So you're happy with the level of protection they'd provide on a short ride if you were to come off?
     
     Top
  5. #5 A boy named Sue, Apr 17, 2015
    Last edited: Apr 17, 2015
    For commuting it is very easy to have a pair of work shoes and leave them at the work. It is a harder decision when you're riding to a social event or the shops -- that's where some (including me) make some comprimises on safety.

    FWIW Ducati have done a deal with blundstone to make a riding boot. I guess it has safety elastic.
     
     Top
    • Agree Agree x 1
  6. My short rides are to work (less than 10kms at less than 60kph) or to the shops (less than 5kms at less than 60kph).

    But yes I'm happy with the level of protection short boots provide at 60kph commuting speeds during my shorter rides.

    The amount of friction resistance needed when sliding at 60kph is significantly less than at touring speeds which (it seems to me) means that to maintain a similar average level of protection requires less material between me and the road.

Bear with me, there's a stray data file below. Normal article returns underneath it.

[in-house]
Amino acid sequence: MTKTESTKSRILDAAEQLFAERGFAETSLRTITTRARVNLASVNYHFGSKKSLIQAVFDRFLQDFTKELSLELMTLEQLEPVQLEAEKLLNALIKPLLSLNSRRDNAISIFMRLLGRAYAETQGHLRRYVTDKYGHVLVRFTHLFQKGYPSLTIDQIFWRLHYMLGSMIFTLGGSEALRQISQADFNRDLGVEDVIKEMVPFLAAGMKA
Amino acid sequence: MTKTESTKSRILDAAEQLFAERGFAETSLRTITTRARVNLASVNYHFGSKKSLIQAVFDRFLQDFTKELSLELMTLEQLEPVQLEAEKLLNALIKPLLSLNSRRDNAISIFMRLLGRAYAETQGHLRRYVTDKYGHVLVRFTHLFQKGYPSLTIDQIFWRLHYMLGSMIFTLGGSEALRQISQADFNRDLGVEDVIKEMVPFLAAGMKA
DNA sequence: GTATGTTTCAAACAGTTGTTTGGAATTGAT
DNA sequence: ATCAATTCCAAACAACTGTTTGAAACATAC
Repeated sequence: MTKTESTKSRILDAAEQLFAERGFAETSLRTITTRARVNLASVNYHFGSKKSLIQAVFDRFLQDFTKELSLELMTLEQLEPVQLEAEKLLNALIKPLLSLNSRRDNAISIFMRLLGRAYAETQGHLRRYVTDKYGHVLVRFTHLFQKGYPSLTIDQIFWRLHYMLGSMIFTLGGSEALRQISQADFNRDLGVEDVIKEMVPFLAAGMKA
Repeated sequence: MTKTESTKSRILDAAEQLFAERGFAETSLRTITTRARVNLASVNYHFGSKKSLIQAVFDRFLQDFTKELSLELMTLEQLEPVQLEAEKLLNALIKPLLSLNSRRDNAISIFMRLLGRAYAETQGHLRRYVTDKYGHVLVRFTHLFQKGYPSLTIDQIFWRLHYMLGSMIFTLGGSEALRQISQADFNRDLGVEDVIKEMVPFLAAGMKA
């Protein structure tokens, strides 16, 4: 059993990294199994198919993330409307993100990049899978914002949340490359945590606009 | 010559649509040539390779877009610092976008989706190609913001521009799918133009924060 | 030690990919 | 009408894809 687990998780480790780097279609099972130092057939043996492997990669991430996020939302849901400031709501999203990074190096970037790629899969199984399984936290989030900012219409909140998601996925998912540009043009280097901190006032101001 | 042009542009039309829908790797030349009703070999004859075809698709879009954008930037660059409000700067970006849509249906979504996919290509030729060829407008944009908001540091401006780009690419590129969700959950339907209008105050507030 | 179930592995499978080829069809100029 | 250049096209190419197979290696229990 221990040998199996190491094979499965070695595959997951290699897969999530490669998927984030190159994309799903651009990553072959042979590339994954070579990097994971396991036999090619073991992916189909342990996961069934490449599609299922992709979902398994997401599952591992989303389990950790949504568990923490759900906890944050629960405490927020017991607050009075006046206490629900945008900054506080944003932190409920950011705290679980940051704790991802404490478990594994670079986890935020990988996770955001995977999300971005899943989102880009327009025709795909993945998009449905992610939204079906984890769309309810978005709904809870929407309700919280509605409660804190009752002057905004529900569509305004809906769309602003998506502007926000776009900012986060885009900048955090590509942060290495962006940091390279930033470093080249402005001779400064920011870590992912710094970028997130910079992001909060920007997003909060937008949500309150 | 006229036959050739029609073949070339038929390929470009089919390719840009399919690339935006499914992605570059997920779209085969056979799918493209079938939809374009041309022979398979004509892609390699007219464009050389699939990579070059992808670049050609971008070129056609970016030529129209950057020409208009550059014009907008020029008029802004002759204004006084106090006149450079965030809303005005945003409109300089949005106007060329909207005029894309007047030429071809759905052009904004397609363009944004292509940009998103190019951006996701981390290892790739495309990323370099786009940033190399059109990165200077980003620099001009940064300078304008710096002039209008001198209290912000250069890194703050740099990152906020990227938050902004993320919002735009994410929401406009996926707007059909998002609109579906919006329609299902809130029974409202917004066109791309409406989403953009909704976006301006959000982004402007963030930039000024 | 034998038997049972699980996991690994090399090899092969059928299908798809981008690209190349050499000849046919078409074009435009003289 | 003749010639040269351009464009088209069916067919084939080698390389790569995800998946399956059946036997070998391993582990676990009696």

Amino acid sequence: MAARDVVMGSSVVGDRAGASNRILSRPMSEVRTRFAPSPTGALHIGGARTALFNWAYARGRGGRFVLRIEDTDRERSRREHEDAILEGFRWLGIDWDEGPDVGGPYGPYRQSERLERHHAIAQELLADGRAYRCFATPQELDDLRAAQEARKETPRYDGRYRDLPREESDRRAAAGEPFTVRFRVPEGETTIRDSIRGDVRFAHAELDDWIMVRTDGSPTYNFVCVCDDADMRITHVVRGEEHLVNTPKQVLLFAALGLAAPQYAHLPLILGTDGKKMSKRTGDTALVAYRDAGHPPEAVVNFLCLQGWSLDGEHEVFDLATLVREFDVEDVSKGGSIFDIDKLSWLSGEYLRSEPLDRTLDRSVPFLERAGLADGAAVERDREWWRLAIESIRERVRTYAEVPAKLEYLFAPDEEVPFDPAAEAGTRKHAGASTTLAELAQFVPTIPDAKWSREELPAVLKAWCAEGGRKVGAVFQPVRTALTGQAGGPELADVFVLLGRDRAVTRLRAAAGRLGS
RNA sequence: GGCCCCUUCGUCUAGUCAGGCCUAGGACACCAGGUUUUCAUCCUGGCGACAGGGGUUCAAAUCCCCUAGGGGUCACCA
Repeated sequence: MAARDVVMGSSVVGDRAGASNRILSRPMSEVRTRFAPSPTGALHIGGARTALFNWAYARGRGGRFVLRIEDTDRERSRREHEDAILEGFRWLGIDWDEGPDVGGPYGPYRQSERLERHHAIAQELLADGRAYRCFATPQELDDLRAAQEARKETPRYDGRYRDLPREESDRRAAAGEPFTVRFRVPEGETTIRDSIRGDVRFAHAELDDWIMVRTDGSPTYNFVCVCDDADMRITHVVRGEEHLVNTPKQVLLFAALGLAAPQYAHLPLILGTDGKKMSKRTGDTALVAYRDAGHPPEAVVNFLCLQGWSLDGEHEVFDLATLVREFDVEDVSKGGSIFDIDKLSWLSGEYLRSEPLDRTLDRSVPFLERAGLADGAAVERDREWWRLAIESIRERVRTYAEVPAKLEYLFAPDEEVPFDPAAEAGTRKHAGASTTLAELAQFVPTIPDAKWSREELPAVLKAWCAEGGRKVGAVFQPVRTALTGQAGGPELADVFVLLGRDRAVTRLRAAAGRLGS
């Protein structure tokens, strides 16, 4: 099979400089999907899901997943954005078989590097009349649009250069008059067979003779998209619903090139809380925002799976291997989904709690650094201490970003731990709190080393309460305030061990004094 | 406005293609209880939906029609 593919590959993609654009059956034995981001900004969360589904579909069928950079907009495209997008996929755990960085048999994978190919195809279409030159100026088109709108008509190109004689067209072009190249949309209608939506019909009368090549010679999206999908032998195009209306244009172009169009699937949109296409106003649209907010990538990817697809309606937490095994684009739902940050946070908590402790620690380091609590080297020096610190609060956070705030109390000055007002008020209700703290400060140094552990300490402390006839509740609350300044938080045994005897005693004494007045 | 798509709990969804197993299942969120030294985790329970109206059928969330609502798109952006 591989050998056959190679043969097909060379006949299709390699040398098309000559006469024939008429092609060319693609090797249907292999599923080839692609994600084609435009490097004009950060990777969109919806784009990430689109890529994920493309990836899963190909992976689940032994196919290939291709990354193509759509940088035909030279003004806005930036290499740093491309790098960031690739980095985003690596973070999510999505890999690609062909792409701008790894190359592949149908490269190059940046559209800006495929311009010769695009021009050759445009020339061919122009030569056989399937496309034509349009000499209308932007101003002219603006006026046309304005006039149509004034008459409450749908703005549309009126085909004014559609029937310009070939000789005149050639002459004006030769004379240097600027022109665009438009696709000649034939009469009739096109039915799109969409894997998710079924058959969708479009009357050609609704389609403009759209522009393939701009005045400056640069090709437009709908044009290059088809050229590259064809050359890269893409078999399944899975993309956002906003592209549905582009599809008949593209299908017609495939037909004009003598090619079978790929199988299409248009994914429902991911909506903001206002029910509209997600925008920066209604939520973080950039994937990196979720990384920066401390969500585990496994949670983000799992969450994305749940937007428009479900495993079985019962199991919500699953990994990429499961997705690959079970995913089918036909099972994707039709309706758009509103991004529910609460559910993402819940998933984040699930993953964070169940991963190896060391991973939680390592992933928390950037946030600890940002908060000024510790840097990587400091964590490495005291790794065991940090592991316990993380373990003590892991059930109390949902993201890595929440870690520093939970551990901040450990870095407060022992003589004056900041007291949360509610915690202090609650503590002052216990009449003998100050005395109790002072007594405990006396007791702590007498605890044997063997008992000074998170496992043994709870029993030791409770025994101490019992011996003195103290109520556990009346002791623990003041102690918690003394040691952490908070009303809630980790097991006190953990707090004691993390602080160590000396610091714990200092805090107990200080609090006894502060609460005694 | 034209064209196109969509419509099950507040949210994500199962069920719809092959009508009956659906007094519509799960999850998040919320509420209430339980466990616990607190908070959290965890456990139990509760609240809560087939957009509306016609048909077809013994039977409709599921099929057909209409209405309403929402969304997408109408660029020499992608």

Top
  7. This is what I was thinking about... Going to social events, I'd prefer to be able to wear one pair of shoes as opposed to riding with long boots and taking a change of shoes with me.
    Makes sense to me too :). Thanks for your help!
     
     Top
  8. Hiking boots do the trick for me. Leather, lots of padding, steel shank -- just have to be careful with the laces.
     
     Top
  9. CMaxCMax i have some S-MX2 boots i use for riding. I normally change into normal shoes when i arrive at work.

    I've had an off and they did their job.

    As far as a runner goes, I was going to buy some but i personally didn't like the lack of ankle support / protection. (if you drop the bike there's a chance the bike will land on you depending on how fast you're going) so i kept with the boot rather than the shoe approach.